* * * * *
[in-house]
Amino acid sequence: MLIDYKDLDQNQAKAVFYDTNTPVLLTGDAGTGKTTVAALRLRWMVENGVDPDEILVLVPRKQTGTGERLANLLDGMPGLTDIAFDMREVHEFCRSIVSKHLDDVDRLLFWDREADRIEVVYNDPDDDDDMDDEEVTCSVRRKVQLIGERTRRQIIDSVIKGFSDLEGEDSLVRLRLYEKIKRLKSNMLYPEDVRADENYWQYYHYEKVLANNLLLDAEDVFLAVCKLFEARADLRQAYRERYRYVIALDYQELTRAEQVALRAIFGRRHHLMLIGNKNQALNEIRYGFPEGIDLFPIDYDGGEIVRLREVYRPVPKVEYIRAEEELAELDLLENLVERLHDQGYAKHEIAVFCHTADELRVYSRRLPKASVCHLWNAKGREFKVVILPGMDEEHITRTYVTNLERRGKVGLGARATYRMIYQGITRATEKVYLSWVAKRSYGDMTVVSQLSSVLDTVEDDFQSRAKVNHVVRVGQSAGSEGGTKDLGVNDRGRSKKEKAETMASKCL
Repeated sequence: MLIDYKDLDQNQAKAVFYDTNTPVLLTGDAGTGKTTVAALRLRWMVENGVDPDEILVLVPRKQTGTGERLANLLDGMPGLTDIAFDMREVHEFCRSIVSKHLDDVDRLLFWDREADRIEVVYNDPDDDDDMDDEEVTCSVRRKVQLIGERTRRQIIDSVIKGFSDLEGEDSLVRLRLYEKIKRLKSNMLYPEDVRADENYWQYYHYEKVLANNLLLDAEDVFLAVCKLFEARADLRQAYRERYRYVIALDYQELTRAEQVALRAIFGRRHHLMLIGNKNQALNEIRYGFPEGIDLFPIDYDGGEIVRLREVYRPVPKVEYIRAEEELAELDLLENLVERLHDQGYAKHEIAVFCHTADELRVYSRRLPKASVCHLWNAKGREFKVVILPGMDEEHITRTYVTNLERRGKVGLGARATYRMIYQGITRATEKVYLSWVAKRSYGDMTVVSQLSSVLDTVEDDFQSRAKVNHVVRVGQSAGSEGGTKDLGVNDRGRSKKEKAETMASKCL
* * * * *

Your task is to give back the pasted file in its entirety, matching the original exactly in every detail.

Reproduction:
[in-house]
Amino acid sequence: MLIDYKDLDQNQAKAVFYDTNTPVLLTGDAGTGKTTVAALRLRWMVENGVDPDEILVLVPRKQTGTGERLANLLDGMPGLTDIAFDMREVHEFCRSIVSKHLDDVDRLLFWDREADRIEVVYNDPDDDDDMDDEEVTCSVRRKVQLIGERTRRQIIDSVIKGFSDLEGEDSLVRLRLYEKIKRLKSNMLYPEDVRADENYWQYYHYEKVLANNLLLDAEDVFLAVCKLFEARADLRQAYRERYRYVIALDYQELTRAEQVALRAIFGRRHHLMLIGNKNQALNEIRYGFPEGIDLFPIDYDGGEIVRLREVYRPVPKVEYIRAEEELAELDLLENLVERLHDQGYAKHEIAVFCHTADELRVYSRRLPKASVCHLWNAKGREFKVVILPGMDEEHITRTYVTNLERRGKVGLGARATYRMIYQGITRATEKVYLSWVAKRSYGDMTVVSQLSSVLDTVEDDFQSRAKVNHVVRVGQSAGSEGGTKDLGVNDRGRSKKEKAETMASKCL
Repeated sequence: MLIDYKDLDQNQAKAVFYDTNTPVLLTGDAGTGKTTVAALRLRWMVENGVDPDEILVLVPRKQTGTGERLANLLDGMPGLTDIAFDMREVHEFCRSIVSKHLDDVDRLLFWDREADRIEVVYNDPDDDDDMDDEEVTCSVRRKVQLIGERTRRQIIDSVIKGFSDLEGEDSLVRLRLYEKIKRLKSNMLYPEDVRADENYWQYYHYEKVLANNLLLDAEDVFLAVCKLFEARADLRQAYRERYRYVIALDYQELTRAEQVALRAIFGRRHHLMLIGNKNQALNEIRYGFPEGIDLFPIDYDGGEIVRLREVYRPVPKVEYIRAEEELAELDLLENLVERLHDQGYAKHEIAVFCHTADELRVYSRRLPKASVCHLWNAKGREFKVVILPGMDEEHITRTYVTNLERRGKVGLGARATYRMIYQGITRATEKVYLSWVAKRSYGDMTVVSQLSSVLDTVEDDFQSRAKVNHVVRVGQSAGSEGGTKDLGVNDRGRSKKEKAETMASKCL